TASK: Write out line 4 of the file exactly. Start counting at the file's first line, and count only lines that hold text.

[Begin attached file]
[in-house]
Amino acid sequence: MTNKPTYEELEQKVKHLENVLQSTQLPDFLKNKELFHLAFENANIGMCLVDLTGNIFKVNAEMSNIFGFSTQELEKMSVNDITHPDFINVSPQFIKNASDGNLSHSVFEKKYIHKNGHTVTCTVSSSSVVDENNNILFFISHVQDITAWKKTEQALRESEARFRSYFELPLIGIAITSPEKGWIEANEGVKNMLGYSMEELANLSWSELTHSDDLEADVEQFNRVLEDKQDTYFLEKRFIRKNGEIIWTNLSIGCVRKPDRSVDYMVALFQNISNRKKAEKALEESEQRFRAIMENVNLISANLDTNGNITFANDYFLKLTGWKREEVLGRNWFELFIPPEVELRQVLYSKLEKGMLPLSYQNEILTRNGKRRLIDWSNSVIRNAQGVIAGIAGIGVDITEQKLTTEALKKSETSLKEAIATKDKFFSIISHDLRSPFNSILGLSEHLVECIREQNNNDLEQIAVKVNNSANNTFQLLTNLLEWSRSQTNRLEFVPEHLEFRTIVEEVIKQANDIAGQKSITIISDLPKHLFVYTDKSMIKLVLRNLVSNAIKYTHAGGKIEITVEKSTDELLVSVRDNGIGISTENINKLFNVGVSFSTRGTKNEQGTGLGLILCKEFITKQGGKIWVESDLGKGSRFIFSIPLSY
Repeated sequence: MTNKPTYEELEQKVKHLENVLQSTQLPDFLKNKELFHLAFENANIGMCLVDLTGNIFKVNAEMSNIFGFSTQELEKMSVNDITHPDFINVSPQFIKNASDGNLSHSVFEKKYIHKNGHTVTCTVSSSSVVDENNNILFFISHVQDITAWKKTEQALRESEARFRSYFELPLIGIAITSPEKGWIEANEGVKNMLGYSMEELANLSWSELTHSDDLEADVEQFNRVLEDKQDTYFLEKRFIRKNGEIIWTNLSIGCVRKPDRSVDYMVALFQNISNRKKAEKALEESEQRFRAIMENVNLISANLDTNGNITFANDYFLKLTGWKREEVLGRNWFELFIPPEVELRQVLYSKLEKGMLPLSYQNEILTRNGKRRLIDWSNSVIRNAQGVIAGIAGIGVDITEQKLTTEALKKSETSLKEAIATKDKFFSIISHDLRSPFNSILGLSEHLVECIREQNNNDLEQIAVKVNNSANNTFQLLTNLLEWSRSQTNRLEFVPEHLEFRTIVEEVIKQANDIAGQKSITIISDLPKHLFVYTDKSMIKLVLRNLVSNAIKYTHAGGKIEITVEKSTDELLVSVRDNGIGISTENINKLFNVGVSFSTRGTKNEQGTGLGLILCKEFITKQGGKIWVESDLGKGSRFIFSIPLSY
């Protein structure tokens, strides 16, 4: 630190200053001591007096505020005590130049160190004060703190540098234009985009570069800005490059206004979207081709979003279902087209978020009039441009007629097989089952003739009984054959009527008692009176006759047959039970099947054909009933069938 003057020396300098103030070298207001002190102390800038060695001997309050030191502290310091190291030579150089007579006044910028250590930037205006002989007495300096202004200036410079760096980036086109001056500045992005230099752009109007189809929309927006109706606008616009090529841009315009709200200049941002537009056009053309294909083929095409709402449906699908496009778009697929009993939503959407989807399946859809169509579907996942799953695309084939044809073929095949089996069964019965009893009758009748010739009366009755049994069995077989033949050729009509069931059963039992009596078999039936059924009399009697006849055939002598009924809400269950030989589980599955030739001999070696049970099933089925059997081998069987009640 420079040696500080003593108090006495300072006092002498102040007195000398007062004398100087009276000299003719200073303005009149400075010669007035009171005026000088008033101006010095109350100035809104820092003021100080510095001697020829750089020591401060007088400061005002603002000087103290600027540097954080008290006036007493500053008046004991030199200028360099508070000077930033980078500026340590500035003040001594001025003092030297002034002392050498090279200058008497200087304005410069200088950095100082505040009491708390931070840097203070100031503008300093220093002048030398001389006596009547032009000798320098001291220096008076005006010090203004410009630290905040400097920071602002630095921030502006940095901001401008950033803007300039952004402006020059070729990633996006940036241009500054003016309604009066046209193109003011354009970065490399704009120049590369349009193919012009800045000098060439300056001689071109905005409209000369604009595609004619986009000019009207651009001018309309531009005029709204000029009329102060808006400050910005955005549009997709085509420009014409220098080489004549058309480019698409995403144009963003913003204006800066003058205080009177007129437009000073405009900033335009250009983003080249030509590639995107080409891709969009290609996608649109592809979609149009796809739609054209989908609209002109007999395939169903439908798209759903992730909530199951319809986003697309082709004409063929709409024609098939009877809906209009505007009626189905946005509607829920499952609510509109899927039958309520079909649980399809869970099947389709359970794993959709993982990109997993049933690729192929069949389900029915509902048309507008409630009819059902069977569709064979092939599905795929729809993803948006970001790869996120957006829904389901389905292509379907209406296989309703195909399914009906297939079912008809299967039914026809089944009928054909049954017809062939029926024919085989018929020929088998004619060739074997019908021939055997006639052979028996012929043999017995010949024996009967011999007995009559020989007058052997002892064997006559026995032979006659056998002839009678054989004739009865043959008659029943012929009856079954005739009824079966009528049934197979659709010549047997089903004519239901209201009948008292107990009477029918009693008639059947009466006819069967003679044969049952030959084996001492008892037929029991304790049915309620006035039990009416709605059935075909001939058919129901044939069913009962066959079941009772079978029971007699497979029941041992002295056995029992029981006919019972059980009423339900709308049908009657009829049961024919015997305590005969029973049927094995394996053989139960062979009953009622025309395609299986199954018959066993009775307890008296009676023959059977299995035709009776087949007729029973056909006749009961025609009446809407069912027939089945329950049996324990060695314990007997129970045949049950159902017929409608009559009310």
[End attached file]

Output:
């Protein structure tokens, strides 16, 4: 630190200053001591007096505020005590130049160190004060703190540098234009985009570069800005490059206004979207081709979003279902087209978020009039441009007629097989089952003739009984054959009527008692009176006759047959039970099947054909009933069938 003057020396300098103030070298207001002190102390800038060695001997309050030191502290310091190291030579150089007579006044910028250590930037205006002989007495300096202004200036410079760096980036086109001056500045992005230099752009109007189809929309927006109706606008616009090529841009315009709200200049941002537009056009053309294909083929095409709402449906699908496009778009697929009993939503959407989807399946859809169509579907996942799953695309084939044809073929095949089996069964019965009893009758009748010739009366009755049994069995077989033949050729009509069931059963039992009596078999039936059924009399009697006849055939002598009924809400269950030989589980599955030739001999070696049970099933089925059997081998069987009640 420079040696500080003593108090006495300072006092002498102040007195000398007062004398100087009276000299003719200073303005009149400075010669007035009171005026000088008033101006010095109350100035809104820092003021100080510095001697020829750089020591401060007088400061005002603002000087103290600027540097954080008290006036007493500053008046004991030199200028360099508070000077930033980078500026340590500035003040001594001025003092030297002034002392050498090279200058008497200087304005410069200088950095100082505040009491708390931070840097203070100031503008300093220093002048030398001389006596009547032009000798320098001291220096008076005006010090203004410009630290905040400097920071602002630095921030502006940095901001401008950033803007300039952004402006020059070729990633996006940036241009500054003016309604009066046209193109003011354009970065490399704009120049590369349009193919012009800045000098060439300056001689071109905005409209000369604009595609004619986009000019009207651009001018309309531009005029709204000029009329102060808006400050910005955005549009997709085509420009014409220098080489004549058309480019698409995403144009963003913003204006800066003058205080009177007129437009000073405009900033335009250009983003080249030509590639995107080409891709969009290609996608649109592809979609149009796809739609054209989908609209002109007999395939169903439908798209759903992730909530199951319809986003697309082709004409063929709409024609098939009877809906209009505007009626189905946005509607829920499952609510509109899927039958309520079909649980399809869970099947389709359970794993959709993982990109997993049933690729192929069949389900029915509902048309507008409630009819059902069977569709064979092939599905795929729809993803948006970001790869996120957006829904389901389905292509379907209406296989309703195909399914009906297939079912008809299967039914026809089944009928054909049954017809062939029926024919085989018929020929088998004619060739074997019908021939055997006639052979028996012929043999017995010949024996009967011999007995009559020989007058052997002892064997006559026995032979006659056998002839009678054989004739009865043959008659029943012929009856079954005739009824079966009528049934197979659709010549047997089903004519239901209201009948008292107990009477029918009693008639059947009466006819069967003679044969049952030959084996001492008892037929029991304790049915309620006035039990009416709605059935075909001939058919129901044939069913009962066959079941009772079978029971007699497979029941041992002295056995029992029981006919019972059980009423339900709308049908009657009829049961024919015997305590005969029973049927094995394996053989139960062979009953009622025309395609299986199954018959066993009775307890008296009676023959059977299995035709009776087949007729029973056909006749009961025609009446809407069912027939089945329950049996324990060695314990007997129970045949049950159902017929409608009559009310």